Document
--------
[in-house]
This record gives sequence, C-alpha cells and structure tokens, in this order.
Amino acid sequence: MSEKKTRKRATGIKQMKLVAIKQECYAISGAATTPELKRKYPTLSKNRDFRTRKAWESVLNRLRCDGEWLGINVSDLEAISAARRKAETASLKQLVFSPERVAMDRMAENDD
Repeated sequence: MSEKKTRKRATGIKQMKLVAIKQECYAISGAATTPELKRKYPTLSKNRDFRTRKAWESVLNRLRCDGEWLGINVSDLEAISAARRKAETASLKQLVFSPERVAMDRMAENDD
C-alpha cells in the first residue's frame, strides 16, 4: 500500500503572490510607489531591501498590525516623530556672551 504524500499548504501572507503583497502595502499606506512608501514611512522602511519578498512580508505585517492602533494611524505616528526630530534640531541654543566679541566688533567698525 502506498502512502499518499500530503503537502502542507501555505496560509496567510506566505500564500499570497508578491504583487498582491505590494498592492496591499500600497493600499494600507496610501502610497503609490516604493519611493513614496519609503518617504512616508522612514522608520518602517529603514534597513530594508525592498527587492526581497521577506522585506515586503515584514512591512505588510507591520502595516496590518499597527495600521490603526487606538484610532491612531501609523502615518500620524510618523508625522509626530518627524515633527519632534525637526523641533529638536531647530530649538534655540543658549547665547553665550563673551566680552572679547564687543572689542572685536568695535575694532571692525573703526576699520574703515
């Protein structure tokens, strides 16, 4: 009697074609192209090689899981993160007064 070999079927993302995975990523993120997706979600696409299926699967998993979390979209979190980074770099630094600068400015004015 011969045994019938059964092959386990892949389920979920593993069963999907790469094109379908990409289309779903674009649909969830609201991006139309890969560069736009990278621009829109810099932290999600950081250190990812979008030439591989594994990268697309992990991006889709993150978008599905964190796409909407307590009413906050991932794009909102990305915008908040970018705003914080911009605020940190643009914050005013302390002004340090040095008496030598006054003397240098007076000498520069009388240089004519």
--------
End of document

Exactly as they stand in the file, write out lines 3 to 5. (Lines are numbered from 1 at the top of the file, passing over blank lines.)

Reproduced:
Amino acid sequence: MSEKKTRKRATGIKQMKLVAIKQECYAISGAATTPELKRKYPTLSKNRDFRTRKAWESVLNRLRCDGEWLGINVSDLEAISAARRKAETASLKQLVFSPERVAMDRMAENDD
Repeated sequence: MSEKKTRKRATGIKQMKLVAIKQECYAISGAATTPELKRKYPTLSKNRDFRTRKAWESVLNRLRCDGEWLGINVSDLEAISAARRKAETASLKQLVFSPERVAMDRMAENDD
C-alpha cells in the first residue's frame, strides 16, 4: 500500500503572490510607489531591501498590525516623530556672551 504524500499548504501572507503583497502595502499606506512608501514611512522602511519578498512580508505585517492602533494611524505616528526630530534640531541654543566679541566688533567698525 502506498502512502499518499500530503503537502502542507501555505496560509496567510506566505500564500499570497508578491504583487498582491505590494498592492496591499500600497493600499494600507496610501502610497503609490516604493519611493513614496519609503518617504512616508522612514522608520518602517529603514534597513530594508525592498527587492526581497521577506522585506515586503515584514512591512505588510507591520502595516496590518499597527495600521490603526487606538484610532491612531501609523502615518500620524510618523508625522509626530518627524515633527519632534525637526523641533529638536531647530530649538534655540543658549547665547553665550563673551566680552572679547564687543572689542572685536568695535575694532571692525573703526576699520574703515